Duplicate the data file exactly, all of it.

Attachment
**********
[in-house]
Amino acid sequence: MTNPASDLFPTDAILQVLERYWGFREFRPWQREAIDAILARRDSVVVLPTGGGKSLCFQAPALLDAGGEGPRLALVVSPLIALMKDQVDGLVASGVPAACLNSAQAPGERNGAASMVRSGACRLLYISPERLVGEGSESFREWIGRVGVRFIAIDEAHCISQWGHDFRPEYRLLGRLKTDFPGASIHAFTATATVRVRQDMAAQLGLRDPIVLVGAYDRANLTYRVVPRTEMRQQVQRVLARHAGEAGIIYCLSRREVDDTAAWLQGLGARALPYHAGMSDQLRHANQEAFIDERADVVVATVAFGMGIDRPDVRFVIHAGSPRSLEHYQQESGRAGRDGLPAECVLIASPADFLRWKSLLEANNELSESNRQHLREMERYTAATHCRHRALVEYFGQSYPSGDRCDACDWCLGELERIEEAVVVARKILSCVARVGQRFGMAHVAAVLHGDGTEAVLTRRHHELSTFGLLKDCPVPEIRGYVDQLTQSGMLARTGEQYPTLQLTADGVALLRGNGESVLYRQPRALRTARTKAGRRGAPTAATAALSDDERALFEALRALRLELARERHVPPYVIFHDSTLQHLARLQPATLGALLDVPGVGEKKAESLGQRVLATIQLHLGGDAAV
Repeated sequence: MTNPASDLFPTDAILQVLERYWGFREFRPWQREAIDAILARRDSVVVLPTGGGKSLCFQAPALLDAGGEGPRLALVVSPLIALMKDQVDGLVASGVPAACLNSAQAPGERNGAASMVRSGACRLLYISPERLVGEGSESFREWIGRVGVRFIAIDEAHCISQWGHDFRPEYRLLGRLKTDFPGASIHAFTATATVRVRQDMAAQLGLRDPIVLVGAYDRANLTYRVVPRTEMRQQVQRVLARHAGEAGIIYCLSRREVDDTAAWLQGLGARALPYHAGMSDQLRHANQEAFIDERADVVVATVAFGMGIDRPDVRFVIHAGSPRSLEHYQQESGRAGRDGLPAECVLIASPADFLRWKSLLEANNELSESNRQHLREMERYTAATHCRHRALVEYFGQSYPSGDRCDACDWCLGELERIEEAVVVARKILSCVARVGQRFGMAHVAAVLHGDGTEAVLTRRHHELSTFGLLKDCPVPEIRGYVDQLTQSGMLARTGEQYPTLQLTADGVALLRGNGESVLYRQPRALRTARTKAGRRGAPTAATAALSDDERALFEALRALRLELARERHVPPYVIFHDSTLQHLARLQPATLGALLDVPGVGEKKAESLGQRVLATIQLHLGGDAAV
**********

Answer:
[in-house]
Amino acid sequence: MTNPASDLFPTDAILQVLERYWGFREFRPWQREAIDAILARRDSVVVLPTGGGKSLCFQAPALLDAGGEGPRLALVVSPLIALMKDQVDGLVASGVPAACLNSAQAPGERNGAASMVRSGACRLLYISPERLVGEGSESFREWIGRVGVRFIAIDEAHCISQWGHDFRPEYRLLGRLKTDFPGASIHAFTATATVRVRQDMAAQLGLRDPIVLVGAYDRANLTYRVVPRTEMRQQVQRVLARHAGEAGIIYCLSRREVDDTAAWLQGLGARALPYHAGMSDQLRHANQEAFIDERADVVVATVAFGMGIDRPDVRFVIHAGSPRSLEHYQQESGRAGRDGLPAECVLIASPADFLRWKSLLEANNELSESNRQHLREMERYTAATHCRHRALVEYFGQSYPSGDRCDACDWCLGELERIEEAVVVARKILSCVARVGQRFGMAHVAAVLHGDGTEAVLTRRHHELSTFGLLKDCPVPEIRGYVDQLTQSGMLARTGEQYPTLQLTADGVALLRGNGESVLYRQPRALRTARTKAGRRGAPTAATAALSDDERALFEALRALRLELARERHVPPYVIFHDSTLQHLARLQPATLGALLDVPGVGEKKAESLGQRVLATIQLHLGGDAAV
Repeated sequence: MTNPASDLFPTDAILQVLERYWGFREFRPWQREAIDAILARRDSVVVLPTGGGKSLCFQAPALLDAGGEGPRLALVVSPLIALMKDQVDGLVASGVPAACLNSAQAPGERNGAASMVRSGACRLLYISPERLVGEGSESFREWIGRVGVRFIAIDEAHCISQWGHDFRPEYRLLGRLKTDFPGASIHAFTATATVRVRQDMAAQLGLRDPIVLVGAYDRANLTYRVVPRTEMRQQVQRVLARHAGEAGIIYCLSRREVDDTAAWLQGLGARALPYHAGMSDQLRHANQEAFIDERADVVVATVAFGMGIDRPDVRFVIHAGSPRSLEHYQQESGRAGRDGLPAECVLIASPADFLRWKSLLEANNELSESNRQHLREMERYTAATHCRHRALVEYFGQSYPSGDRCDACDWCLGELERIEEAVVVARKILSCVARVGQRFGMAHVAAVLHGDGTEAVLTRRHHELSTFGLLKDCPVPEIRGYVDQLTQSGMLARTGEQYPTLQLTADGVALLRGNGESVLYRQPRALRTARTKAGRRGAPTAATAALSDDERALFEALRALRLELARERHVPPYVIFHDSTLQHLARLQPATLGALLDVPGVGEKKAESLGQRVLATIQLHLGGDAAV